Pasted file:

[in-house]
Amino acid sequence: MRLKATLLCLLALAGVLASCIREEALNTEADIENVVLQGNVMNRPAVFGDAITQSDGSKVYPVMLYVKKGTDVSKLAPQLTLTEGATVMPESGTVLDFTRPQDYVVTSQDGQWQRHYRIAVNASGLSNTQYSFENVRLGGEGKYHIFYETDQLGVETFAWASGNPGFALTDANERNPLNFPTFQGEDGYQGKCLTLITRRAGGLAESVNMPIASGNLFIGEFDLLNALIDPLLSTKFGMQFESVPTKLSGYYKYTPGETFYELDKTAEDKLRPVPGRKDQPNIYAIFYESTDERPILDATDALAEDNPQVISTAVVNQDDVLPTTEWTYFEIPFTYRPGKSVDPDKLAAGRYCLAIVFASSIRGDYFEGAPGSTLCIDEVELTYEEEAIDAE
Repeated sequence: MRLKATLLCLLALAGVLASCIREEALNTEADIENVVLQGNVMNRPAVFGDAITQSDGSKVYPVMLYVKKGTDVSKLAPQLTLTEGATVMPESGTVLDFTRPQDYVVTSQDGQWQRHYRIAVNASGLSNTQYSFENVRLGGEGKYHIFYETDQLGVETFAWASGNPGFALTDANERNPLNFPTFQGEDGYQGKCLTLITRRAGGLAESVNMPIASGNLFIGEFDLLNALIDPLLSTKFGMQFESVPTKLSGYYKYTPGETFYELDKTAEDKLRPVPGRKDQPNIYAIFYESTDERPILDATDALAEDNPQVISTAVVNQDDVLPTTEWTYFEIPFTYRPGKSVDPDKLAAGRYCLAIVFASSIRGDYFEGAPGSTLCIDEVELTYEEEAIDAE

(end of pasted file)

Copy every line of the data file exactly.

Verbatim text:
[in-house]
Amino acid sequence: MRLKATLLCLLALAGVLASCIREEALNTEADIENVVLQGNVMNRPAVFGDAITQSDGSKVYPVMLYVKKGTDVSKLAPQLTLTEGATVMPESGTVLDFTRPQDYVVTSQDGQWQRHYRIAVNASGLSNTQYSFENVRLGGEGKYHIFYETDQLGVETFAWASGNPGFALTDANERNPLNFPTFQGEDGYQGKCLTLITRRAGGLAESVNMPIASGNLFIGEFDLLNALIDPLLSTKFGMQFESVPTKLSGYYKYTPGETFYELDKTAEDKLRPVPGRKDQPNIYAIFYESTDERPILDATDALAEDNPQVISTAVVNQDDVLPTTEWTYFEIPFTYRPGKSVDPDKLAAGRYCLAIVFASSIRGDYFEGAPGSTLCIDEVELTYEEEAIDAE
Repeated sequence: MRLKATLLCLLALAGVLASCIREEALNTEADIENVVLQGNVMNRPAVFGDAITQSDGSKVYPVMLYVKKGTDVSKLAPQLTLTEGATVMPESGTVLDFTRPQDYVVTSQDGQWQRHYRIAVNASGLSNTQYSFENVRLGGEGKYHIFYETDQLGVETFAWASGNPGFALTDANERNPLNFPTFQGEDGYQGKCLTLITRRAGGLAESVNMPIASGNLFIGEFDLLNALIDPLLSTKFGMQFESVPTKLSGYYKYTPGETFYELDKTAEDKLRPVPGRKDQPNIYAIFYESTDERPILDATDALAEDNPQVISTAVVNQDDVLPTTEWTYFEIPFTYRPGKSVDPDKLAAGRYCLAIVFASSIRGDYFEGAPGSTLCIDEVELTYEEEAIDAE